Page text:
P.E.I. hosts youth Canada East Short Track Championships

Charlottetown hosted the Canada East Short Track Championships, the final and biggest competition of the year for skaters ages 11 to 15.

First time in 19 years for Island to host a speed skating event of this significance

P.E.I. speed skater Andrew Binns, in the lead, finishes in 4th place in the 200m for 12-year-old boys at the Canada East Short Track Championships in Charlottetown. (Photo by Carter Scott)

This weekend Charlottetown hosted the Canada East Short Track Championships, the biggest competition of the year for Canadian speed skaters ages 11 to 15.

It is the first time in 19 years P.E.I. has hosted a speed skating event of this significance.

"It's a big deal for our home club of course. Our skaters are very excited to be doing this level of event on home ice," said Rob Binns, the host committee chairman and president of Speed Skate PEI.

"From a development point of view for the sport, it's huge. Creates excitement, gets some buzz in the community and we're hoping to see more people come out and see some short track skating and perhaps join."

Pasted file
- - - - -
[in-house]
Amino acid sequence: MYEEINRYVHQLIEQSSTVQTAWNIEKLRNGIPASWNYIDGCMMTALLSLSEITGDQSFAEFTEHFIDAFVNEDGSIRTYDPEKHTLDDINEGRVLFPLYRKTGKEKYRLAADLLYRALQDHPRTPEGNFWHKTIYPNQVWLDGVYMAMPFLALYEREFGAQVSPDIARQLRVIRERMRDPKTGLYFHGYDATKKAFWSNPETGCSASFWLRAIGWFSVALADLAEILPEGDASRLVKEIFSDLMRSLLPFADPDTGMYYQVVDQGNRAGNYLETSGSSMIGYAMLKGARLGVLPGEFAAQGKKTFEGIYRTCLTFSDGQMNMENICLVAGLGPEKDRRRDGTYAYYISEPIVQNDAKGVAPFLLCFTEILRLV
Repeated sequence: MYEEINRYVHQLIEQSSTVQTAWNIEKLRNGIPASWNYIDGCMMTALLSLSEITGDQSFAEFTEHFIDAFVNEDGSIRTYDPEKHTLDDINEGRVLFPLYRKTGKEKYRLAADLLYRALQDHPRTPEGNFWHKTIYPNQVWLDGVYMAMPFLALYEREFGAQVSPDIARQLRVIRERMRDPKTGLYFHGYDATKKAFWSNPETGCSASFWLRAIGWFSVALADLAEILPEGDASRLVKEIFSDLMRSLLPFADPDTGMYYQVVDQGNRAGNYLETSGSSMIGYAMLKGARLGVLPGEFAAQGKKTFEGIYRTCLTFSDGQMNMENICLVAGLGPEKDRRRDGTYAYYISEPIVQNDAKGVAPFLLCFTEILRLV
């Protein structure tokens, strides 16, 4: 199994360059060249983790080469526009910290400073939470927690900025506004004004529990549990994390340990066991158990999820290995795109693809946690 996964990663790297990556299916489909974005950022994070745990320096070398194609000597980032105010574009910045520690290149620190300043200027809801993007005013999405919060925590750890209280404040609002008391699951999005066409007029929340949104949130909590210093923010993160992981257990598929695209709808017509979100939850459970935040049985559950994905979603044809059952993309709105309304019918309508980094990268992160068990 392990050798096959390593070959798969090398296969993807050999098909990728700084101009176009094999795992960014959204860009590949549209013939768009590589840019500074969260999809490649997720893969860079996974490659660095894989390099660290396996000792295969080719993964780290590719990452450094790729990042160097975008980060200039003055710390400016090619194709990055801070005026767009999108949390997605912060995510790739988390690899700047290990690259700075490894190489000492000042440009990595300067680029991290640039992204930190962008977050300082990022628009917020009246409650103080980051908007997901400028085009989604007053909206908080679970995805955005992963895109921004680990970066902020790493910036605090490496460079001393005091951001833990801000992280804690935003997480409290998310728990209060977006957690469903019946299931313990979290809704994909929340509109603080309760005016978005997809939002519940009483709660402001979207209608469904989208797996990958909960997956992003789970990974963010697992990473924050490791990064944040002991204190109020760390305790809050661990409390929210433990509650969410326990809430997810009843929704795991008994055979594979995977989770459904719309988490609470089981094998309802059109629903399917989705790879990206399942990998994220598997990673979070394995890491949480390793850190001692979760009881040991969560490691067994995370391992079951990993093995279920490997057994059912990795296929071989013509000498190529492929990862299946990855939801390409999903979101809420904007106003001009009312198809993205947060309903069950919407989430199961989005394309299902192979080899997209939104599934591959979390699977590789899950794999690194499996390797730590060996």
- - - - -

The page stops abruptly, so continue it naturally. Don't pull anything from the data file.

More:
The young skaters were looking for personal bests and winning times as they skated around the oval.

Sometimes there was a bit of jostling for space and some spills on the ice as 122 speed skaters took part in the weekend event.

Simon Hale, 13, was one of the skaters who beat his personal time, even with a challenging start.  

"We all got ready, when that noise went, we went and I fell cause I got tripped, sort of, and during that I hurt my hip and elbow," said Hale.

Hale was able to get up and keep going.

"You try to get into the same mind set as you were before ... If you weren't in a good mind set then try and get into a different one that's better," said Hale.

Olympic dreams possible

Binns says since the peak age for most speed skaters is in their mid-20s, many of the participants may be dreaming of the 2022 Olympics.

"This competition, in the previous few years there's already been alumni who have gone on to senior level world cups and world championships representing Canada," he said.

William Preudhomme offers encouragement and inspiration to young racers taking part in the speed skating championship. (Krystalle Ramlakhan/CBC)
One of those speed skaters, William Preudhomme, a World Cup medal winner and ranked 7th in Canada, attended the event.

"Maybe one of the youngsters that is skating here looking up to me might end up training with me later, so I think it can give them a little bit of inspiration," said Preudhomme who is a Short Track Speed Skating Canadian National Development team member.  

While there were no medals for Island speed skaters, many achieved personal bests in the competition. 

with files from Krystalle Ramlakhan


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